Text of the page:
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View Full Version : What's the difference..!



Joe's detailing
Mar 26th, 2007, 11:23 AM
Between the porter cable (7424) and (7428)
I can get either one new for $100

kpagel
Mar 26th, 2007, 11:35 AM
The 7424 is a dual action polisher while the 7428 is a rotary. Totally different machines.

Mike Phillips
Mar 26th, 2007, 11:37 AM
As far as we know nothing about the tool, one might come with a foam pad or without a foam pad or some other accessory. Some models have a different counterweight to accommodate different size backing plates but this appears to only matter when using the tool as a sander, i.e. you have a backing plate with a piece of lightweight sandpaper attached.

No noticeable difference when you have a foam buffing pad attached and the pad becomes heavier with use from saturation with liquid products.

You should be able to go to PorterCable.com and find out any differences or optional accessories.

Michael Stoops
Mar 26th, 2007, 05:49 PM
The 7424 is a dual action polisher while the 7428 is a rotary. Totally different machines.
Right you are - I have both machines. The 7424 is the defacto standard for dual action polishers, AKA the DA, G100, PC, etc. Whenever you see those acronyms used it is almost always referring to the Porter Cable 7424. A bit of a learning curve to achieve great results, but in the process you really can't do any damage. Just don't drop it on the hood of your vehicle!! With some practice, the proper technique and the proper pads and chemicals you can do a great job of removing swirls, fine scratches, water spots, and oxidation. It may take a pass or three to get things done, but it's a great tool. It does not simply spin the pad a high speed around a central axis, but rather oscillates the head of the machine, thereby spreading out the work a bit, and producing much less heat than a rotary buffer. This is what causes it to work a bit slower than a rotary, but also makes it much safer.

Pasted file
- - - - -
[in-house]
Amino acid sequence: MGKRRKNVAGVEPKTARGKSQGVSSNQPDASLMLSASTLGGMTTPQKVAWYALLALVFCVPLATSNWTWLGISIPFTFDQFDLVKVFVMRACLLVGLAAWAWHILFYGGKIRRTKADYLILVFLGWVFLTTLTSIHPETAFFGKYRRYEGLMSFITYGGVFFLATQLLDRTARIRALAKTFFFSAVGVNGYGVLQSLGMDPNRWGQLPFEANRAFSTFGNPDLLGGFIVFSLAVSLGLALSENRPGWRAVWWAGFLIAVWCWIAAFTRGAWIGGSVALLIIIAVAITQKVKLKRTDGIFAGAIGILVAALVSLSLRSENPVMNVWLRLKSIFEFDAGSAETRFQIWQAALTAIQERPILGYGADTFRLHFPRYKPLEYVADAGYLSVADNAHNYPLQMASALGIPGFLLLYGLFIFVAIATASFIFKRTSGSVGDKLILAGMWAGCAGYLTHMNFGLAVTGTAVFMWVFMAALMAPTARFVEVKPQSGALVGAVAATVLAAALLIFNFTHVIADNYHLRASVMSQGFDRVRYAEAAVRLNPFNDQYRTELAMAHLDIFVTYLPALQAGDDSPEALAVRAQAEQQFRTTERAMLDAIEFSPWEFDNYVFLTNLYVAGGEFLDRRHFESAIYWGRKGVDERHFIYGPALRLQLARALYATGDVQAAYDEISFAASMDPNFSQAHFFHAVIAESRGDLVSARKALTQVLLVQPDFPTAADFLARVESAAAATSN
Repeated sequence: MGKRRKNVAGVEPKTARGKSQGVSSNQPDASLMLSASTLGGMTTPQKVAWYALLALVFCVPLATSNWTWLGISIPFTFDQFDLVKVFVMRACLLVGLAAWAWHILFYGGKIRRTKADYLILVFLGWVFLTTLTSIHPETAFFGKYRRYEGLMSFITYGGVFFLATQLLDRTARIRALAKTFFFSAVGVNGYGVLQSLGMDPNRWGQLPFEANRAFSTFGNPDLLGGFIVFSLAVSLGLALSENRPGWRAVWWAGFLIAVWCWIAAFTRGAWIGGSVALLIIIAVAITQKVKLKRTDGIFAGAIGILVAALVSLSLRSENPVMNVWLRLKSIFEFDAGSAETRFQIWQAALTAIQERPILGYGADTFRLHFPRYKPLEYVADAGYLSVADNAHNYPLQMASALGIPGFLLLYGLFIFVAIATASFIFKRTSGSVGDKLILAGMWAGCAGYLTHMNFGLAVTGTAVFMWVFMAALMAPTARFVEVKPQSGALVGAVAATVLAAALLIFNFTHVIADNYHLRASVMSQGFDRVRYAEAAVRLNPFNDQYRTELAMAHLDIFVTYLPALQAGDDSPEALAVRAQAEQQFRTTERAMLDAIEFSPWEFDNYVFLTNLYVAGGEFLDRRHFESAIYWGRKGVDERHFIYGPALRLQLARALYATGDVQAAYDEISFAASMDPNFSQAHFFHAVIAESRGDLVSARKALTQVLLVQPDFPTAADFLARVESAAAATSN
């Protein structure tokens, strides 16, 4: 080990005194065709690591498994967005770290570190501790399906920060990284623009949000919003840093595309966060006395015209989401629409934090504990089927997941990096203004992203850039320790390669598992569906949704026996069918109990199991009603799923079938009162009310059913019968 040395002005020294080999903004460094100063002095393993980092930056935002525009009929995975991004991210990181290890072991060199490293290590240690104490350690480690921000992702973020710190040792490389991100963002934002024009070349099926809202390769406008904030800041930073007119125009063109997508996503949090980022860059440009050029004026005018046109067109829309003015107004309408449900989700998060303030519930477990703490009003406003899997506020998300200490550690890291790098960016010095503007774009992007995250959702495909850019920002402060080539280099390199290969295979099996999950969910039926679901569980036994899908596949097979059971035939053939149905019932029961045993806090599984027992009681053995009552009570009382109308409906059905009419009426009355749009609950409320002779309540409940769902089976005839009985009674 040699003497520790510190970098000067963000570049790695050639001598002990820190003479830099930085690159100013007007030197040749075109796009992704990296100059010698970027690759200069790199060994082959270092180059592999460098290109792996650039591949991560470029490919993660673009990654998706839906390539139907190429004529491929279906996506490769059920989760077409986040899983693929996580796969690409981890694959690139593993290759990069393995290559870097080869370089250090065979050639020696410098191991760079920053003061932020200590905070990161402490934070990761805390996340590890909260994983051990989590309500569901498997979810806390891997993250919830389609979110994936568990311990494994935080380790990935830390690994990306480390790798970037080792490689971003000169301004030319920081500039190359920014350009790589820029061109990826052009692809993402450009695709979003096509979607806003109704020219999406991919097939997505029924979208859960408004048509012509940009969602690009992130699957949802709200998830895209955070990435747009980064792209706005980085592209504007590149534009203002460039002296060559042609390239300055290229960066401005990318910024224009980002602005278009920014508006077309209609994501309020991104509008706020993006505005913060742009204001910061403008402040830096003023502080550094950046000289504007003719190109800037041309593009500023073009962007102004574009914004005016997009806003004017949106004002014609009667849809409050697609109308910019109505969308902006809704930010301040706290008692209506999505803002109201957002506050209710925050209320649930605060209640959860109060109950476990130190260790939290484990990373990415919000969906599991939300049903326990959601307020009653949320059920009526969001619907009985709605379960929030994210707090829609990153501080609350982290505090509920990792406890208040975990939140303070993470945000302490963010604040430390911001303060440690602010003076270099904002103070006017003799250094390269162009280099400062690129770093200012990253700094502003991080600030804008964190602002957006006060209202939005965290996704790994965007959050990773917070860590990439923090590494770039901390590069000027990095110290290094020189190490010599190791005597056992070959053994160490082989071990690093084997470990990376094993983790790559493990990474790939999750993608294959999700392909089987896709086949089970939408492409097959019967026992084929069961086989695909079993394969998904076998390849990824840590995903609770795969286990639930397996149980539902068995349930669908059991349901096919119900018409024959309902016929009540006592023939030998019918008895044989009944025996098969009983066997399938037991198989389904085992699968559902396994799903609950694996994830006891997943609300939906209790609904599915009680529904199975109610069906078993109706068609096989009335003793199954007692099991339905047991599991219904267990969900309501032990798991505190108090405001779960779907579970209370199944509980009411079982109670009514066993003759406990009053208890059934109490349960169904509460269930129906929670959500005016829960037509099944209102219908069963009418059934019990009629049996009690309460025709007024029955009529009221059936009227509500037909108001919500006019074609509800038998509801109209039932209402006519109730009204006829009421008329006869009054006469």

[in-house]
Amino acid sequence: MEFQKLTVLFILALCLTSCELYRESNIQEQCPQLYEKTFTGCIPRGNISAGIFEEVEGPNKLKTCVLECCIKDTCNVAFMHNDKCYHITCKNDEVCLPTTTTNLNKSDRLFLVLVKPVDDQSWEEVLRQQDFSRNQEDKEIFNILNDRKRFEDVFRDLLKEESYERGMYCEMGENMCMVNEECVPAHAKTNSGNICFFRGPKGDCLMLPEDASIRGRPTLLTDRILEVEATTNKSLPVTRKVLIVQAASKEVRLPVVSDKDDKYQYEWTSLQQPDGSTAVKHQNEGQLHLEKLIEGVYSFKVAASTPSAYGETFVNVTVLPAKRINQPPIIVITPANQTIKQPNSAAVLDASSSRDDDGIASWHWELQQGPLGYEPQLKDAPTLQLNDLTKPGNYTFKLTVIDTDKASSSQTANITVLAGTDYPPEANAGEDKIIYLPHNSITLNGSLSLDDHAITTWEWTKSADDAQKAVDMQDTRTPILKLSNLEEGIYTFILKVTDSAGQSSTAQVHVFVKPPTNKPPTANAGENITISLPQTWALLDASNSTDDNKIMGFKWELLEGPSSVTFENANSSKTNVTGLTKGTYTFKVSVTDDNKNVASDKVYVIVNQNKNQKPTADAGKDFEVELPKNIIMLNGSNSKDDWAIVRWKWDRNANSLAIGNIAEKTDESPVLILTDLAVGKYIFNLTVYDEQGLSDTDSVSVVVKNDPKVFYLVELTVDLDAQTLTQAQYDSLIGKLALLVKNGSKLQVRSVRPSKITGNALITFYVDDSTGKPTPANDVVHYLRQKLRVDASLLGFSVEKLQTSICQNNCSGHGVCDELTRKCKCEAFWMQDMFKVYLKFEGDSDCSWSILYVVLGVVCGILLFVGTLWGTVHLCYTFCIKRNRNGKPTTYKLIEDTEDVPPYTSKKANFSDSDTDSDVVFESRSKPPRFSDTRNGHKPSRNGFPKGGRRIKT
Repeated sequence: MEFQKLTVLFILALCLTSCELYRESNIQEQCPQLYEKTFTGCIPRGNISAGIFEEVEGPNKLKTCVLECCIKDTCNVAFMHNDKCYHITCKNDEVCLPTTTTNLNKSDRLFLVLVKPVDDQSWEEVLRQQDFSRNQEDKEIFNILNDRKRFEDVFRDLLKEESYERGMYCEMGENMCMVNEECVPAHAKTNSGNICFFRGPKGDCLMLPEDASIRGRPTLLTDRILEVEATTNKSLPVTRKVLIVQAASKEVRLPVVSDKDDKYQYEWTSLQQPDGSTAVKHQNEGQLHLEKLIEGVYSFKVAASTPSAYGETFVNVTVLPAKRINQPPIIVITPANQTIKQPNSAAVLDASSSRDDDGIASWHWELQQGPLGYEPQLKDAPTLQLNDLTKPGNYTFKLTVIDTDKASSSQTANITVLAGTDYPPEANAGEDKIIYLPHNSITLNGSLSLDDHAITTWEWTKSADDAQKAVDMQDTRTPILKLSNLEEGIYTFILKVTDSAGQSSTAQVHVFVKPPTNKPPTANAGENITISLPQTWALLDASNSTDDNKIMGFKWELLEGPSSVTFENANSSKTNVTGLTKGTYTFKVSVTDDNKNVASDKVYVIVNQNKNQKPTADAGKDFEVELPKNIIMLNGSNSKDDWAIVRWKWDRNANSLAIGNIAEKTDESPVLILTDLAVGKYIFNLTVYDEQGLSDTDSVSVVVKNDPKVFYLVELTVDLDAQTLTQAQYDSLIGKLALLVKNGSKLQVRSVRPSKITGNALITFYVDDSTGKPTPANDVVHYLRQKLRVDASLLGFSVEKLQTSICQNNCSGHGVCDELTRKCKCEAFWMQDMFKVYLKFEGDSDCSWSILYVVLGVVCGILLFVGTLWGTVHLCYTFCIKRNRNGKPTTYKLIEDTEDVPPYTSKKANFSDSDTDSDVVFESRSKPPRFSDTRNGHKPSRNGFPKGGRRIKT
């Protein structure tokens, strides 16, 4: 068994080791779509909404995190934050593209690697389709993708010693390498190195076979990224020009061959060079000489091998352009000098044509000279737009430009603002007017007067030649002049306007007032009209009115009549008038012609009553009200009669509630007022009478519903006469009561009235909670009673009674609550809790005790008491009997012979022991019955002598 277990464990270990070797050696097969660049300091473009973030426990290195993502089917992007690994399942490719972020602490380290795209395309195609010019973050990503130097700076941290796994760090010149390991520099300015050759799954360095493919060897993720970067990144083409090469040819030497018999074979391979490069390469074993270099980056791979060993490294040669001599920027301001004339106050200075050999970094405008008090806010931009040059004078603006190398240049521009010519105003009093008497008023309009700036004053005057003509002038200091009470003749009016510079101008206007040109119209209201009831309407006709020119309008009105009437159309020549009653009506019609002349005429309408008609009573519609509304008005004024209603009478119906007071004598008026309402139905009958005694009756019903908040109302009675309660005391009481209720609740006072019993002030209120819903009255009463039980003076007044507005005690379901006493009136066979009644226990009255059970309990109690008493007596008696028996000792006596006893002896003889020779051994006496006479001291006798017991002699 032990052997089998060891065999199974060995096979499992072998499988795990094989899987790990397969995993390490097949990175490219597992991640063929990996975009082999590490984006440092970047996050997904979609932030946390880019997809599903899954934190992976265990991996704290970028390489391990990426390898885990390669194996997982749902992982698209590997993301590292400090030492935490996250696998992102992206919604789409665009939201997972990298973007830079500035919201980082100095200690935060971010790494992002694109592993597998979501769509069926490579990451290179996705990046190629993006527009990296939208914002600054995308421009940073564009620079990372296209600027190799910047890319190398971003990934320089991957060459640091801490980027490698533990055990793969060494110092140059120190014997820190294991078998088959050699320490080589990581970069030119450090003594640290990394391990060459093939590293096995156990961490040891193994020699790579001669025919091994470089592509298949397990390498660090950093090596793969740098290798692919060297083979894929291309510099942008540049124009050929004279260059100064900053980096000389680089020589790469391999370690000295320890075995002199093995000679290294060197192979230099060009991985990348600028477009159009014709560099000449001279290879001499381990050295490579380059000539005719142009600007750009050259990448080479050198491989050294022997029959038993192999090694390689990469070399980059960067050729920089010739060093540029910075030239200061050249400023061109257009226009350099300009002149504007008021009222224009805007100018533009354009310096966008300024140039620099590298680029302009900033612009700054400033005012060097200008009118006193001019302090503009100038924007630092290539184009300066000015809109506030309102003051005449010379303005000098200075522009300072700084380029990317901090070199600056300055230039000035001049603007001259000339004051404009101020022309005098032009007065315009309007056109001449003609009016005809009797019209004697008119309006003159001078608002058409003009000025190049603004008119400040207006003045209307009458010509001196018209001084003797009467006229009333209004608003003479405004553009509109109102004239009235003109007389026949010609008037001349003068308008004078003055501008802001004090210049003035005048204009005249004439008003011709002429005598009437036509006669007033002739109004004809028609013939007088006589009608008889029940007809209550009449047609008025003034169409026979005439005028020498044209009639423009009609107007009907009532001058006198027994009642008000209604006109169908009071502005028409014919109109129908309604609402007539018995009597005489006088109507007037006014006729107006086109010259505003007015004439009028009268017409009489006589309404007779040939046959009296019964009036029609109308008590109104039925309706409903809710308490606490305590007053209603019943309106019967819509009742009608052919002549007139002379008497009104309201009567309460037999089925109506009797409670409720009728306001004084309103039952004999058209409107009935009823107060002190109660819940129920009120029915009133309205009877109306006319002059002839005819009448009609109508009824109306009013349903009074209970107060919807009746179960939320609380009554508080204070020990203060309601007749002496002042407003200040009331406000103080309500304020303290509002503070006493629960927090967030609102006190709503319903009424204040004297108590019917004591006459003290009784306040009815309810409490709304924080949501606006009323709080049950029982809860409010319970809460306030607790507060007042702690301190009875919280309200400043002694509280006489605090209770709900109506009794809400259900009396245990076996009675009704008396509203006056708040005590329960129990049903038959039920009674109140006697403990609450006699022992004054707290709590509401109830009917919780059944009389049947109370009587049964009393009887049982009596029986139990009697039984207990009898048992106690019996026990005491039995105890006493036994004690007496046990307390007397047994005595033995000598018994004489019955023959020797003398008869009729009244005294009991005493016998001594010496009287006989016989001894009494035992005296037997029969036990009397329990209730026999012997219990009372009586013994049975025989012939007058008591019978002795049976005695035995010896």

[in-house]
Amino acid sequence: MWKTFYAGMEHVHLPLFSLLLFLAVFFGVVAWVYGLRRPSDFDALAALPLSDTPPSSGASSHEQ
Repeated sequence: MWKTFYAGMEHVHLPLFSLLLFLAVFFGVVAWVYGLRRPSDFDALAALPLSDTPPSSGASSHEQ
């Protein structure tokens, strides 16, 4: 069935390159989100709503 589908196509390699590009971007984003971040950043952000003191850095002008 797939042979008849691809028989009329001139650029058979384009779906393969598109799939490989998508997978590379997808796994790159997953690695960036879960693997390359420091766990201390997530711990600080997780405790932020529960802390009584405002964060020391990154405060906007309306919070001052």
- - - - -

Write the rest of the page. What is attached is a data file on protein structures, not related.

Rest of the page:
The 7428 is a true high speed rotary. In skilled hands it can make very short work of serious defects, but in the hands of a novice it can literally burn and destroy the paint. Sure, that's the worst case scenario, but it happens. It's also very easy to polish right through the paint on high spots along sharp body lines and where panels line up (or line up less than perfectly). If the learning curve on the DA takes some time to get through, this one is even more critical simply because of the potential for damage. Be very careful with this machine if you don't know your way around it.